Peter Singer, is an ethicist and the Ira W. DeCamp Professor of Bioethics at Princeton University. His book Animal Liberation, first published in 1975, is considered the foundational text of the animal rights movement. In an interview with The New Republic, he discussed the ethical difference between hunting and dog fighting, and why both of those are minor cruelties in the scale of things.
In response to the public reaction to Michael Vick’s involvement in dog fighting, Singer said that the public outrage seems fair. Vick did horrible things to dogs, and if it is true, people should be angry and disgusted by it. But Singer added that if this had been done with pigs or chickens, the public reaction would not have been so strong.
Singer stated: “That seems to me to be wrong. I think pigs suffer just as much as dogs, and, in terms of what we do to pigs in this country in general, they suffer a lot more cruelty than dogs do because there are so many of them in factory farms in appalling conditions. That’s the incongruity. It’s not that there’s an overreaction to the Vick business, it’s rather that there’s an underreaction to what’s happening elsewhere.”
Some people, including NBA player Stephon Marbury, have compared dog fighting to hunting. In response to the comparison between dog fighting and hunting, Singer said the focus and the ethics of a sport hunter is to kill the animal with as little pain as possible. A good hunter will shot the animal in a place where it will die immediately and will not suffer. In dog fighting, the dogs that didn’t perform well were not killed instantly. The dogs were drowned and this is more of a painful death than being shot through the brain or in the heart, Singer stated.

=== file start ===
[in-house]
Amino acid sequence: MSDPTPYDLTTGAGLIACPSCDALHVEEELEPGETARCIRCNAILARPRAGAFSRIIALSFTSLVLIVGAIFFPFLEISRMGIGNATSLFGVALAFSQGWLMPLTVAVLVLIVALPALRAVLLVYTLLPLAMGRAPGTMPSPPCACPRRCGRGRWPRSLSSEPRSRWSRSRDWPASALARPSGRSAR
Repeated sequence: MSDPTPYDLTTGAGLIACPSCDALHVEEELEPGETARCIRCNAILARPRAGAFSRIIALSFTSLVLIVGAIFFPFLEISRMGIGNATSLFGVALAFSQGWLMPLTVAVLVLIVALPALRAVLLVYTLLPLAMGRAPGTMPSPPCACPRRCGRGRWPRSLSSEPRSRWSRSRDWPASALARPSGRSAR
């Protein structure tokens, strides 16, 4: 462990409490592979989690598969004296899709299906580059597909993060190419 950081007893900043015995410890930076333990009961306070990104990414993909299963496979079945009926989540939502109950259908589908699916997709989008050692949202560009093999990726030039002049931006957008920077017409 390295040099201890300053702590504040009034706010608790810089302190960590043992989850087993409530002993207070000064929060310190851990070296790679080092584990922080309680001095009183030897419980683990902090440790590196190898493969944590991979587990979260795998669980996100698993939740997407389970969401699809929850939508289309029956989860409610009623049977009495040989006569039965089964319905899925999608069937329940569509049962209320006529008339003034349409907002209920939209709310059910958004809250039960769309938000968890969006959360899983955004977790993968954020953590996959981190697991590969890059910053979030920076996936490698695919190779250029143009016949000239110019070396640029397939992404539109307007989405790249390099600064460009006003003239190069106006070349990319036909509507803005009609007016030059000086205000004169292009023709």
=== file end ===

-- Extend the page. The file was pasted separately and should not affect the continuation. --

Singer added: “That comparison that you just asked me to make between dog fighting and sport-hunting is interesting in itself because these are both really very minor cruelties in the terms of the scale of things. The big thing that is going undiscussed here is the industrial raising of animals for food. Just in terms of the numbers, it’s so vastly greater than sport-hunting, which in turn is a lot bigger than dog fighting. We’re talking literally about billions of animals each year being reared in conditions that don’t enable them to have a minimally decent life and then being killed in mass-production factory ways that again often are not painless. So that’s the schizophrenia, that all of this hidden suffering that’s engaged in by supposedly respectable corporations and that people then buy in their supermarkets is the thing that is unspoken. It’s not the recreational activities that we should be focusing on.”
Source: The New Republic